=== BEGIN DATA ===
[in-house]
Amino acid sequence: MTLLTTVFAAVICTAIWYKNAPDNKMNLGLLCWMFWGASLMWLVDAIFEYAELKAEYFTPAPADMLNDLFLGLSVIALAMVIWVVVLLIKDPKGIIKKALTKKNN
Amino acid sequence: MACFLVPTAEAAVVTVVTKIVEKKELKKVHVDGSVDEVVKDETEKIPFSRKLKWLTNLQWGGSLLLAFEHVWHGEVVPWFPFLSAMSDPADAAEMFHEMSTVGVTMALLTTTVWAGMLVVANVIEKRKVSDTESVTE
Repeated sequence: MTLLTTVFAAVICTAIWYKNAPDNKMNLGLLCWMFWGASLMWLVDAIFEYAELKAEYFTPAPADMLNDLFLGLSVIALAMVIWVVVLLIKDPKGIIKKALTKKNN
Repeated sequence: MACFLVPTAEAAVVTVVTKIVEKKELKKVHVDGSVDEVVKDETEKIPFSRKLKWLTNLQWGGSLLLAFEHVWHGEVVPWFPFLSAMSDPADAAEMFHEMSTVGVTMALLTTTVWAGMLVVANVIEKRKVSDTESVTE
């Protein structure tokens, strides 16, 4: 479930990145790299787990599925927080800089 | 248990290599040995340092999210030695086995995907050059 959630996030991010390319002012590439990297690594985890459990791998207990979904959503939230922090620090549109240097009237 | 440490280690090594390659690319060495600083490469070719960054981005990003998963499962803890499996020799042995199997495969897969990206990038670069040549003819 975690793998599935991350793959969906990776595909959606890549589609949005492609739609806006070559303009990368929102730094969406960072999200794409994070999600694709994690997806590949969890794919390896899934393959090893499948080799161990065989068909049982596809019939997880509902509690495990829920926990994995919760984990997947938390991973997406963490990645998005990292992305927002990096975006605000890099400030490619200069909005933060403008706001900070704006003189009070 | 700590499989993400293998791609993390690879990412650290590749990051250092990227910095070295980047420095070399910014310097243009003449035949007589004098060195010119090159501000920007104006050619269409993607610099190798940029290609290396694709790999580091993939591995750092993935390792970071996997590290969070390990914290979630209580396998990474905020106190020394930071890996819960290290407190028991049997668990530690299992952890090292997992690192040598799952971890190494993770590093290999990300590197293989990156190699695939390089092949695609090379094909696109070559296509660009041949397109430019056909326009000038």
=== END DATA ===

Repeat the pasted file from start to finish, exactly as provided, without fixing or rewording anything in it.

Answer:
[in-house]
Amino acid sequence: MTLLTTVFAAVICTAIWYKNAPDNKMNLGLLCWMFWGASLMWLVDAIFEYAELKAEYFTPAPADMLNDLFLGLSVIALAMVIWVVVLLIKDPKGIIKKALTKKNN
Amino acid sequence: MACFLVPTAEAAVVTVVTKIVEKKELKKVHVDGSVDEVVKDETEKIPFSRKLKWLTNLQWGGSLLLAFEHVWHGEVVPWFPFLSAMSDPADAAEMFHEMSTVGVTMALLTTTVWAGMLVVANVIEKRKVSDTESVTE
Repeated sequence: MTLLTTVFAAVICTAIWYKNAPDNKMNLGLLCWMFWGASLMWLVDAIFEYAELKAEYFTPAPADMLNDLFLGLSVIALAMVIWVVVLLIKDPKGIIKKALTKKNN
Repeated sequence: MACFLVPTAEAAVVTVVTKIVEKKELKKVHVDGSVDEVVKDETEKIPFSRKLKWLTNLQWGGSLLLAFEHVWHGEVVPWFPFLSAMSDPADAAEMFHEMSTVGVTMALLTTTVWAGMLVVANVIEKRKVSDTESVTE
């Protein structure tokens, strides 16, 4: 479930990145790299787990599925927080800089 | 248990290599040995340092999210030695086995995907050059 959630996030991010390319002012590439990297690594985890459990791998207990979904959503939230922090620090549109240097009237 | 440490280690090594390659690319060495600083490469070719960054981005990003998963499962803890499996020799042995199997495969897969990206990038670069040549003819 975690793998599935991350793959969906990776595909959606890549589609949005492609739609806006070559303009990368929102730094969406960072999200794409994070999600694709994690997806590949969890794919390896899934393959090893499948080799161990065989068909049982596809019939997880509902509690495990829920926990994995919760984990997947938390991973997406963490990645998005990292992305927002990096975006605000890099400030490619200069909005933060403008706001900070704006003189009070 | 700590499989993400293998791609993390690879990412650290590749990051250092990227910095070295980047420095070399910014310097243009003449035949007589004098060195010119090159501000920007104006050619269409993607610099190798940029290609290396694709790999580091993939591995750092993935390792970071996997590290969070390990914290979630209580396998990474905020106190020394930071890996819960290290407190028991049997668990530690299992952890090292997992690192040598799952971890190494993770590093290999990300590197293989990156190699695939390089092949695609090379094909696109070559296509660009041949397109430019056909326009000038």